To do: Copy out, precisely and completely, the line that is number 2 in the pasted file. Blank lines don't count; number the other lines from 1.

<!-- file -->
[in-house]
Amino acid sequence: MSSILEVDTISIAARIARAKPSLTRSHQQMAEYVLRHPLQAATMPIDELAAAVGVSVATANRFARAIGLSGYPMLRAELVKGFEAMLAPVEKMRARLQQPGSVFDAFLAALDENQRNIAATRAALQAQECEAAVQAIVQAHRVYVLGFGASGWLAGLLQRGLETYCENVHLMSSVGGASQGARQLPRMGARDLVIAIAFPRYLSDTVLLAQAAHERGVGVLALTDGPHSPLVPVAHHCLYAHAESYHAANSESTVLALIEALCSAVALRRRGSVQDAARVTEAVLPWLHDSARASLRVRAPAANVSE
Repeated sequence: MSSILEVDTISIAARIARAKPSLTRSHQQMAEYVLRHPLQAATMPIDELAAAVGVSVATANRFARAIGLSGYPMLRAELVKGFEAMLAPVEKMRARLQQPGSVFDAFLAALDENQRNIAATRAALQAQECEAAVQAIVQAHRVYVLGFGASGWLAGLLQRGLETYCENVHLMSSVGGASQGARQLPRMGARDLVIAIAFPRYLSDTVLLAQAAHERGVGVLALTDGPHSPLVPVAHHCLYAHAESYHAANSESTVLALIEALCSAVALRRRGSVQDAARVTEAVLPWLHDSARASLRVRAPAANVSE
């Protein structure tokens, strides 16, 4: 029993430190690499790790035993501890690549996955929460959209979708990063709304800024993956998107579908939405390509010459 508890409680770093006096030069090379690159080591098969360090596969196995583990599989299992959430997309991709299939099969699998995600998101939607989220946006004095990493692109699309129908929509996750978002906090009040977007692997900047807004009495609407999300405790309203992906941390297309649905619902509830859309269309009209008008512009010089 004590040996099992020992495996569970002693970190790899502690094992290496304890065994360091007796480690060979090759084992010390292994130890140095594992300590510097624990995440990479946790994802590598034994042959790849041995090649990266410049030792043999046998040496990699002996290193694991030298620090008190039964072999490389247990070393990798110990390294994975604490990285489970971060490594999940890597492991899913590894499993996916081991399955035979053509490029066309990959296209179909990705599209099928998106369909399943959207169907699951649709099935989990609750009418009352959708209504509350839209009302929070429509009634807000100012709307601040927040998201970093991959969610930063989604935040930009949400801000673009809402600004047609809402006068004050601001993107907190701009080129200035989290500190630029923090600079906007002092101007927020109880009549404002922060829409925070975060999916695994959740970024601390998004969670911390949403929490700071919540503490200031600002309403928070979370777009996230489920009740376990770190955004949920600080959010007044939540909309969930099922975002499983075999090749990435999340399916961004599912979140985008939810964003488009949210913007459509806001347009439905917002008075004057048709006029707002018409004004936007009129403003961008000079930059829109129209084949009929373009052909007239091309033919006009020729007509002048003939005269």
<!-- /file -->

Amino acid sequence: MSSILEVDTISIAARIARAKPSLTRSHQQMAEYVLRHPLQAATMPIDELAAAVGVSVATANRFARAIGLSGYPMLRAELVKGFEAMLAPVEKMRARLQQPGSVFDAFLAALDENQRNIAATRAALQAQECEAAVQAIVQAHRVYVLGFGASGWLAGLLQRGLETYCENVHLMSSVGGASQGARQLPRMGARDLVIAIAFPRYLSDTVLLAQAAHERGVGVLALTDGPHSPLVPVAHHCLYAHAESYHAANSESTVLALIEALCSAVALRRRGSVQDAARVTEAVLPWLHDSARASLRVRAPAANVSE